We still use the flowing water in the water pipe to compare the current. When the control current is 10mA, the valve on the main water pipe is opened to allow 1A current to flow, but isn’t it possible to have 1A current flow? No, because there is a resistor on it, it is equivalent to a valve with a fixed opening. It is stringed on top of the main water pipe. When the opening of the lower controllable valve is greater than the opening of the upper fixed resistor, The water flow will not increase any more but is equal to the water flow passing through the fixed valve opening above. Therefore, it is useless to open the lower triode to a large opening. Therefore, we can calculate the maximum current of the fixed resistance 10V+50Q=0.2A, which is 200mA. That is to say, in the circuit, the base current of the triode increases and the collector current also increases. When the base current lb increases to 2mA, the collector current increases to 200mA. When the base current increases again, the collector current will no longer increase, and it won’t move at 200mA. At this time, the upper resistor also acts as a current limiter.
Common emitter circuit NPN tube, when ib becomes larger, it essentially injects holes into the base area. If this is the case, the injected holes will neutralize more electrons from the emitter, and theoretically ic will become It’s right to be smaller, why does ic still magnify by the corresponding multiple of P?
The drawing in the picture is the current flow inside the transistor[NPN type tube, the arrow points to represent the direction of the current]and now the base current increases to 2, indicating that more electrons in the base area are recombined by the holes in the base area. It stands to reason. In other words, the collector current should be reduced[because more electrons are recombined in the base region, fewer electrons flow to the collector region]but the reality is that the collector current is amplified to 6. Obviously, when I increase the base current, the emitter current is also increasing, and the base current has doubled, and the emitter current has also doubled. Why?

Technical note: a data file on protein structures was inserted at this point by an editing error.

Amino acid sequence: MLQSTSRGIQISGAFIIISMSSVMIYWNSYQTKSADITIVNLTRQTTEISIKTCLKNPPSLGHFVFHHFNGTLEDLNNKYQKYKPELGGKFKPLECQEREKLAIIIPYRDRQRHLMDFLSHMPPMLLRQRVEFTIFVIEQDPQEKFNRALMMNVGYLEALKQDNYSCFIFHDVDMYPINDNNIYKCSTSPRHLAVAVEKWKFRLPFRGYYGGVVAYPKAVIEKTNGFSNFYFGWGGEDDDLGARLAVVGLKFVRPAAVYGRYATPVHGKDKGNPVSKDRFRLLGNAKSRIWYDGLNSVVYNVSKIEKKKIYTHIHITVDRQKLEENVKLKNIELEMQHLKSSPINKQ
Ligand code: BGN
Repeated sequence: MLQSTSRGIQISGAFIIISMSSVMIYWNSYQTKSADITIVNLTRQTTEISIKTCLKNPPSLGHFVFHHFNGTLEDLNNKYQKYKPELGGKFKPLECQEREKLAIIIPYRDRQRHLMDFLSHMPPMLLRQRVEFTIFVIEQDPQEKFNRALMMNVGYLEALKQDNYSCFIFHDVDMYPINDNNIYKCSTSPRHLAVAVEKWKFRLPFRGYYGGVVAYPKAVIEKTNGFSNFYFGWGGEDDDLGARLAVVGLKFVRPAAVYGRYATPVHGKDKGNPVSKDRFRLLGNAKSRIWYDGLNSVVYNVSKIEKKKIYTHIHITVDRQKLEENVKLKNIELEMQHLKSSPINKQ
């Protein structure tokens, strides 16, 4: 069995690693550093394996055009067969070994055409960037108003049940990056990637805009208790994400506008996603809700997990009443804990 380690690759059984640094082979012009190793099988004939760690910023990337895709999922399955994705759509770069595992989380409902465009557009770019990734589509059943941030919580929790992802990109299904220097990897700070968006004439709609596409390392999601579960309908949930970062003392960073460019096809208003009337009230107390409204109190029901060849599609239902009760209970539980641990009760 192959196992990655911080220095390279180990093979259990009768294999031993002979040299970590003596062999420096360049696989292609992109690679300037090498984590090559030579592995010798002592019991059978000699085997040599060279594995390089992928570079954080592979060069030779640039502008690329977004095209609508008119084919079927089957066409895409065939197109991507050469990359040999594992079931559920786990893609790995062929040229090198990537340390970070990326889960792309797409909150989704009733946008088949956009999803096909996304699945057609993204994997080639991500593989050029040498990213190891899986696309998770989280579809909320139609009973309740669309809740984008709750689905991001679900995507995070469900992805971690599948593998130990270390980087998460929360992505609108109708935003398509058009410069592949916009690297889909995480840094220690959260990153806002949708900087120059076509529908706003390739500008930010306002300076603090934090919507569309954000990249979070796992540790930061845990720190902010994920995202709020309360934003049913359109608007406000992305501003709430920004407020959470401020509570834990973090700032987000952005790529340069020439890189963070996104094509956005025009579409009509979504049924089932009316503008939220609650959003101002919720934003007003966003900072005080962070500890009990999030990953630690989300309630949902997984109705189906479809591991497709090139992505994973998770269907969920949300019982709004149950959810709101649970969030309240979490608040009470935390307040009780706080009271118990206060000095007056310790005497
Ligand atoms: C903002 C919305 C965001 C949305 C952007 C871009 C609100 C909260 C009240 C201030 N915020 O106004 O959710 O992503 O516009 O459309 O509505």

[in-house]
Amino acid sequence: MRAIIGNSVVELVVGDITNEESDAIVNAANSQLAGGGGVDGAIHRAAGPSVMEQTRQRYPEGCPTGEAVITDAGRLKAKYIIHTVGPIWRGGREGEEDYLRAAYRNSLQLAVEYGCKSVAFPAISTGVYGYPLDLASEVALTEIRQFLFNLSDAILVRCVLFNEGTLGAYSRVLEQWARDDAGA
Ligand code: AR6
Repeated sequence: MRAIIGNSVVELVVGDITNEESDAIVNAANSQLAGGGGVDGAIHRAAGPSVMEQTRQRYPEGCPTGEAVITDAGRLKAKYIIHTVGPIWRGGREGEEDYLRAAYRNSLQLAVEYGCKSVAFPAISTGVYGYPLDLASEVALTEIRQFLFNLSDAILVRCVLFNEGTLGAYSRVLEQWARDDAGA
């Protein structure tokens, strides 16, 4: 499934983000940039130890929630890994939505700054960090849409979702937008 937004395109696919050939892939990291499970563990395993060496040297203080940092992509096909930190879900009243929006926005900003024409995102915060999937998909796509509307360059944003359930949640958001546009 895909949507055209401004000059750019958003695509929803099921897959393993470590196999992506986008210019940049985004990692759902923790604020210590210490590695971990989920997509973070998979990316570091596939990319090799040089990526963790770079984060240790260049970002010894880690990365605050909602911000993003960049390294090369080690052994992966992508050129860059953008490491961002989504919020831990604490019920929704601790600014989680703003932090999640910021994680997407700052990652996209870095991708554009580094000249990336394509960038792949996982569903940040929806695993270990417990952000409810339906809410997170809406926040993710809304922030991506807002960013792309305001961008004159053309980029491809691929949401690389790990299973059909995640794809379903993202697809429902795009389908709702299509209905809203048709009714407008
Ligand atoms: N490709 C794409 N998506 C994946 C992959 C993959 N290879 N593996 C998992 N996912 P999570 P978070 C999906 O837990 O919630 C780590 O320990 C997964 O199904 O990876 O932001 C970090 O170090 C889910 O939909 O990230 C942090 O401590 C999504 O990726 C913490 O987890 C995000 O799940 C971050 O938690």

In other words, if I double the base current, the electrons arriving from the emitter area to the base area will be recombined by twice as many holes. However, what causes the emitter to emit at this moment? There are twice as many electrons as before. For example, in the picture on the right, one more unit of electrons is recombined by holes in the base area, but at the same time, 4 more units of electrons are emitted from the emitter area. I artificially increased the base current by 1 unit, but the emitter emitted 4 more electrons, which increased the current by 4 units, why?